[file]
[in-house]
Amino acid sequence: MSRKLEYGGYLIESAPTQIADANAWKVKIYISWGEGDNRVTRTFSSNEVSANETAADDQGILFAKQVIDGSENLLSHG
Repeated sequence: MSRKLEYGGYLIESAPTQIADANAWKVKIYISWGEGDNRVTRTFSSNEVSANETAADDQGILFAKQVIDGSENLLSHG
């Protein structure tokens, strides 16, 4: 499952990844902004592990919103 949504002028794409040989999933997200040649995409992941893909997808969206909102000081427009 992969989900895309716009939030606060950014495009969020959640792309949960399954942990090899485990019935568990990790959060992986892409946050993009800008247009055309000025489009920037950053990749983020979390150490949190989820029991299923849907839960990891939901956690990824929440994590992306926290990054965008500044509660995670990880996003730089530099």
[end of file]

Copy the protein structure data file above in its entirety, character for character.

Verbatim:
[in-house]
Amino acid sequence: MSRKLEYGGYLIESAPTQIADANAWKVKIYISWGEGDNRVTRTFSSNEVSANETAADDQGILFAKQVIDGSENLLSHG
Repeated sequence: MSRKLEYGGYLIESAPTQIADANAWKVKIYISWGEGDNRVTRTFSSNEVSANETAADDQGILFAKQVIDGSENLLSHG
């Protein structure tokens, strides 16, 4: 499952990844902004592990919103 949504002028794409040989999933997200040649995409992941893909997808969206909102000081427009 992969989900895309716009939030606060950014495009969020959640792309949960399954942990090899485990019935568990990790959060992986892409946050993009800008247009055309000025489009920037950053990749983020979390150490949190989820029991299923849907839960990891939901956690990824929440994590992306926290990054965008500044509660995670990880996003730089530099």